Earlier today, the Pirates announced that they have officially signed Korean infielder Jung-ho Kang to a four-year deal. The appeal to Kang is clear. He slashed .356/.459/.739 for the Nexen Heroes of the (admittedly hitter-friendly) Korea Baseball Organization with 40 homers across 117 total games in 2014. What wasn’t so clear about the signing is where Kang will fit in with the Pirates. Earlier today, I asked General Manager Neal Huntington about how he anticipates that Kang will be used in Pittsburgh.
“We like the player a lot but we also understand and respect that there’s going to be a significant transition period here, not just on the field, but off the field as well. We want him to transition culturally as well as professionally and as he comes into camp he’ll very much complement our major league team,” Huntington said on the conference call. “We’re looking forward to confirming our belief about his ability at shortstop, he has played some third, and we know he can play some second but right now he’ll come in as a complementary player as he adjusts to major league baseball and the United States in general.”
While there will be an adjustment period for Kang, the Pirates want the infielder to get acclimated to life in the majors right away. That means that Huntington & Co. have no intention of sending Kang down to the minor leagues for seasoning.
Huntington says that Kang is on board with serving in a complementary role in 2015, despite recent comments that he made which suggested that he wanted to start immediately. The Bucs GM chalked that up to something of a miscommunication: any major leaguer, he says, will assert that they are starting caliber if asked. By the same token, Huntington says that Kang respects the hard work that Bucs teammates like Josh Harrison have put in to earn their leading roles.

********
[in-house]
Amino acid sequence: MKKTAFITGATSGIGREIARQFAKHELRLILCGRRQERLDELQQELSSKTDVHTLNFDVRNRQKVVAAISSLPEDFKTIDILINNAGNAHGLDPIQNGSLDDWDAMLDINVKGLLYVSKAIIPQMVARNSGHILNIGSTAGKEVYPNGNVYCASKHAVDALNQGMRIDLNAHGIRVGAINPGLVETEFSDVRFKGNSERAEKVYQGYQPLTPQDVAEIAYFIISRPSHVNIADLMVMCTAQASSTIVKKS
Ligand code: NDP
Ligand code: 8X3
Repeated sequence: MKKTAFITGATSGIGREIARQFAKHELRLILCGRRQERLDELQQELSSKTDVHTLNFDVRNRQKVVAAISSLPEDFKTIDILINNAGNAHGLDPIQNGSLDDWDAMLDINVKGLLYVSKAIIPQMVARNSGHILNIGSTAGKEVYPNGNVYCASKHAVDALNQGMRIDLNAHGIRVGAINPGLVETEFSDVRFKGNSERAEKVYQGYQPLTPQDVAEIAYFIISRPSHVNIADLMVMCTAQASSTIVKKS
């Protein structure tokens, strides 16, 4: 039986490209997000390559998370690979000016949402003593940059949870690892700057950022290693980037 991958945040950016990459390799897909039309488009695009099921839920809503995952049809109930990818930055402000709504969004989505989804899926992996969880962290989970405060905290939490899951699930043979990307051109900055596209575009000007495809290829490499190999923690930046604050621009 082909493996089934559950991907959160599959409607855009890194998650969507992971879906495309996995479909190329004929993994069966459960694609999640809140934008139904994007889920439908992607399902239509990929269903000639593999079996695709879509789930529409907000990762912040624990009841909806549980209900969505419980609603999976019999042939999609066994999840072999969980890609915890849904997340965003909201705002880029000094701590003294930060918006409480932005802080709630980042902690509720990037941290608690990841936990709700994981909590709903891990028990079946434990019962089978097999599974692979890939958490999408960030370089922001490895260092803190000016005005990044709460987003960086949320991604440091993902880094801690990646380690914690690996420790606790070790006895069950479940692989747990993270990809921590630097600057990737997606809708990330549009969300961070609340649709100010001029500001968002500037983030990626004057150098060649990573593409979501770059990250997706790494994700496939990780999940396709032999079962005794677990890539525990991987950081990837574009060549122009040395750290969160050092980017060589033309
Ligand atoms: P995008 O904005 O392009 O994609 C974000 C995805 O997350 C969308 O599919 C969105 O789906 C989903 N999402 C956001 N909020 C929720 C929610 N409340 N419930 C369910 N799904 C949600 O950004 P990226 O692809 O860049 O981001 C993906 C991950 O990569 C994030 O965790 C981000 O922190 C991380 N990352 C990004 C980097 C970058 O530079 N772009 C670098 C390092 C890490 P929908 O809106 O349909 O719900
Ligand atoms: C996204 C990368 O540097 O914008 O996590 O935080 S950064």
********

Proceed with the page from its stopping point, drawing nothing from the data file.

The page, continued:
The Pirates are excited about welcoming Kang into the fold but not everyone in the baseball world is a believer. The KBO boasts notoriously boosted batting lines and many equate the league’s level of competition with Double-A baseball. In Huntington’s mind, that’s not necessarily a fair comparison nor is it an accurate predictor of how well a Korean player can fare in the big leagues. Japan’s NPB has a stronger level of competition but Huntington notes that many Japanese players haven’t been able to hack it in the States, and vice versa.
That skepticism over his level of competition led to a more tepid market than some anticipated at the outset of the offseason. I asked Huntington if he had a sense of how many teams were ultimately in on the bidding process.
“It’s a blind process and on one hand its a bit disconcerting to not know, but on the other hand we don’t really care. We got the player wanted for what we feel is a fair dollar amount that works for him and for us,” Huntington said.
If things work out with Kang, it certainly seems possible that he could displace someone in Pittsburgh’s current infield. Huntington isn’t thinking that far ahead, however.
“This move was made to make us a better team. You can never have enough good players, You can never have enough quality major league players, especially ones that have versatility and can do it from the left side. There’s no set script [that says] if he becomes a good player, we’re going to trade player X or player Y. If things go well, we’re going to have a very talented and deep position player group,” the GM explained.
In an interesting twist, Kang’s Nexen team will be training in Arizona this spring. The Bucs will allow the infielder to work out with his former squad before flying across the country to meet them in Florida.